AIADA Year in Review with Howard Hakes

When I took over as AIADA’s Chairman less than 12 months ago, I knew I had my work cut out for me. AIADA was founded 50 years ago with one mission – to protect international nameplate dealers in the United States against protectionist, anti-trade policies. We have seen a lot over the past half century – from luxury taxes to truck tariffs – but when it comes to trade, I am not sure we have ever seen a year like 2019.

First, great strides were made in negotiating and preparing passage of the U.S.-Mexico-Canada Free Trade Agreement (USMCA). The NAFTA replacement was originally signed in 2018 and then, despite tariff threats and negotiation clashes, successfully amended by all three countries last month. Congressional Democrats have struck a deal with the White House and the agreement has successfully been passed through both the House and United State Senate. While details over rules pertaining to the automotive industry still need to be hammered out, we are gratified to see a deal has been reached, and that North American auto production can continue to grow and benefit all Americans.

First, great strides were made in negotiating and preparing passage of the U.S.-Mexico-Canada Free Trade Agreement (USMCA). The NAFTA replacement was originally signed in 2018 and then, despite tariff threats and negotiation clashes, successfully amended by all three countries last month. Congressional Democrats have struck a deal with the White House and the agreement has successfully been passed through both the House and United State Senate. While details over rules pertaining to the automotive industry still need to be hammered out, we are gratified to see a deal has been reached, and that North American auto production can continue to grow and benefit all Americans.

Much progress has also been made on our trade relationship with China. In January, President Trump signed phase one of an agreement that encompasses the reduction of tariffs, the valuation of currency and the protection of intellectual property rights. A number of issues remain unresolved, including China’s corporate subsidies, however, AIADA views the headway made, and dialogue opened between the world’s two largest economies, as positive steps. Phase two is expected to get underway later this year.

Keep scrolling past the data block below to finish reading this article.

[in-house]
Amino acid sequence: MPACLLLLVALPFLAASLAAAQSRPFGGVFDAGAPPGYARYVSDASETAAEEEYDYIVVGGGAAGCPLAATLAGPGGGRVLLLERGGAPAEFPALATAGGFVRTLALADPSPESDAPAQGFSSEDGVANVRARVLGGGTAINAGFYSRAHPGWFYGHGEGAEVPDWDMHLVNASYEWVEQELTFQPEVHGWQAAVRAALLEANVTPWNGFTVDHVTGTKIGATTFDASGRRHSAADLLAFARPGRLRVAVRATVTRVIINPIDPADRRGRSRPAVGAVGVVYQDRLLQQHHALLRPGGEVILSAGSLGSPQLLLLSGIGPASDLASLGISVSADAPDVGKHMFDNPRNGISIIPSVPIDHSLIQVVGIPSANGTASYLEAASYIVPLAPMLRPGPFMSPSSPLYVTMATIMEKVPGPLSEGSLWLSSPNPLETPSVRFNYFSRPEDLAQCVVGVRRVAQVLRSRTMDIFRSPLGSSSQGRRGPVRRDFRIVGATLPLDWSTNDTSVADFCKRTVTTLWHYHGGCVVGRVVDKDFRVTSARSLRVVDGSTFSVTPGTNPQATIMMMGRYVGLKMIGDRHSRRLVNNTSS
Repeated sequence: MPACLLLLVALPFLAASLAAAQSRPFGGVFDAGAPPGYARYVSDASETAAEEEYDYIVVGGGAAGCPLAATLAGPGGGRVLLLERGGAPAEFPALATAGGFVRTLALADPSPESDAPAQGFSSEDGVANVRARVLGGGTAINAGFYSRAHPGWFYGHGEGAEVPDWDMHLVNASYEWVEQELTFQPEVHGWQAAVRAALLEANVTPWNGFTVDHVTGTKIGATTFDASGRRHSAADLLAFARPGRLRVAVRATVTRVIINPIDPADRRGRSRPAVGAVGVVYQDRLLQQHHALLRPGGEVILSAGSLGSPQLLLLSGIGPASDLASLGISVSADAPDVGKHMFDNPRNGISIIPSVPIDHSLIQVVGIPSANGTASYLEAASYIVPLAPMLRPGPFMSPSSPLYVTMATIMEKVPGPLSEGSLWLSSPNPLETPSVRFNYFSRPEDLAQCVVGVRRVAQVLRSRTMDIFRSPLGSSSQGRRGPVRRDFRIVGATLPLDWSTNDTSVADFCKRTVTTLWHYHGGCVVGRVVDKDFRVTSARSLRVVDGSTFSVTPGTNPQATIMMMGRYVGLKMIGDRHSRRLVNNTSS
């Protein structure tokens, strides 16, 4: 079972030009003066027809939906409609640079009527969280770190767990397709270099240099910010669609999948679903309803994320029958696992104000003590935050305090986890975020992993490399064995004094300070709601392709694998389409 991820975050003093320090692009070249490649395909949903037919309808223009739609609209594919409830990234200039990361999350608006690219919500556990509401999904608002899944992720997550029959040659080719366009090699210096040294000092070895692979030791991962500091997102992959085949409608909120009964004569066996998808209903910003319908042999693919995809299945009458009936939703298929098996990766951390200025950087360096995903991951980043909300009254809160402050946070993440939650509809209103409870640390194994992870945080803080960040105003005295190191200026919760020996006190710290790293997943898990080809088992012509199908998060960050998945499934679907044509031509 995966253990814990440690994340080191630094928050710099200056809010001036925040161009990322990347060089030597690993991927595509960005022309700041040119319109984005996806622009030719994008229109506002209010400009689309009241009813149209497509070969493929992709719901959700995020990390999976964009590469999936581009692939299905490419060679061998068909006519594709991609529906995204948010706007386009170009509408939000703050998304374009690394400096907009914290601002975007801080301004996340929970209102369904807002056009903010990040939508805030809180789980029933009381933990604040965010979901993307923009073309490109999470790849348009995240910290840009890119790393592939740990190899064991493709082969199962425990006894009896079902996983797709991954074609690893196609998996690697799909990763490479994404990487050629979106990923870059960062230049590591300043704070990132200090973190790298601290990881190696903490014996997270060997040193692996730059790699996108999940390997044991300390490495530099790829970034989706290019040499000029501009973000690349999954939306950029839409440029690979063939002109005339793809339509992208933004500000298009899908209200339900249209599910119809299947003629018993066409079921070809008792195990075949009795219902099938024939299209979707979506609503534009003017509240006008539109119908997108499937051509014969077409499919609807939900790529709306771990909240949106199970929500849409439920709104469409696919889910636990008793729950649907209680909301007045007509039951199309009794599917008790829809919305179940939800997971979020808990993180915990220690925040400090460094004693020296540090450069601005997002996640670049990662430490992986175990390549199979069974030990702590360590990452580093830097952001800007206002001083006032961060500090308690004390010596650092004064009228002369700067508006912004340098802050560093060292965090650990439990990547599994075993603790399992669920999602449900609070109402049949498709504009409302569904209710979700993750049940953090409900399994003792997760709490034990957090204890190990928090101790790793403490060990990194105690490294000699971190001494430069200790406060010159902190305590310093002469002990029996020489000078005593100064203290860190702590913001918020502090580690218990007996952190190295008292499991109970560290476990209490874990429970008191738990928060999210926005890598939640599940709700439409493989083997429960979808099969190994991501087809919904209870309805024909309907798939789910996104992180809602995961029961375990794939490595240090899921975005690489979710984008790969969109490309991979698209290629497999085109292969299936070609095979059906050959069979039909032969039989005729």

Efforts to reach a trade deal between the U.S. and the European Union were not as successful in 2019, but AIADA remains hopeful that negotiators will reach an agreement in 2020. New EU Trade Commissioner Phil Hogan met with U.S. government officials this month during a trip to Washington with the goal of “resetting the relationship” between the two trade blocs that had been disrupted by U.S. tariffs and European trade barriers to American agriculture. For auto dealers, a trade agreement would be a welcome opportunity to reduce tariffs on imports (the EU has a 10 percent tariff on American cars and trucks, the U.S. has a 25 percent tariff on European trucks) and benefit customers hunting for deals.

Additionally, the U.S. had some success with Japan in 2019, signing limited deals in December that went into effect January 1st. However, the U.S.-Japan Trade Agreement and the U.S.-Japan Digital Trade Agreement did not address autos, and President Trump has not explicitly ruled out placing tariffs on Japanese auto imports. Further negotiations are expected this year to address the $67 billion U.S. trade deficit with Japan.

Throughout all of these trade negotiations, there has been one common theme – Tariffs. President Trump views them as a useful tool to force our trading partners in line. While he has seen some success with this strategy, American businesses worry that the constant threat of tariffs is creating an environment of uncertainty that inhibits expansion and hiring. The auto industry, which depends so much on global trade, is particularly troubled by tariffs, and uniquely impacted by an inability to engage in long term production planning.

Dealers in 2019 were rightfully disturbed by the threat of 25 percent 232-Tariffs after the Department of Commerce identified autos and auto part imports as threats to our national security. This head-scratching report was never officially released to the public, and thanks in part to a vigorous defense raised by auto dealers at AIADA’s annual D.C. fly-in in the spring, it was put on hold, for now. In 2020 my successor, Honda dealer Jason Courter, will have his hands full continuing to push back against 232-Tariffs that could raise the price of cars by as much as $7,000 and threaten up to 700,000 American jobs.

Over the past year I have had an up close and personal view of how much AIADA’s engaged and active membership does on behalf of the entire U.S. dealer body. When dealers work together, the results speak for themselves. It’s been a year of economic growth and remarkable advances in global trade and I am more confident than ever in our industry’s bright future. Serving as AIADA’s Chairman during such an eventful year has been a once-in a lifetime experience, and one that I will always treasure. It seems appropriate that our association will mark its 50th year amidst so much progress, and I am optimistic about what the future holds for us!

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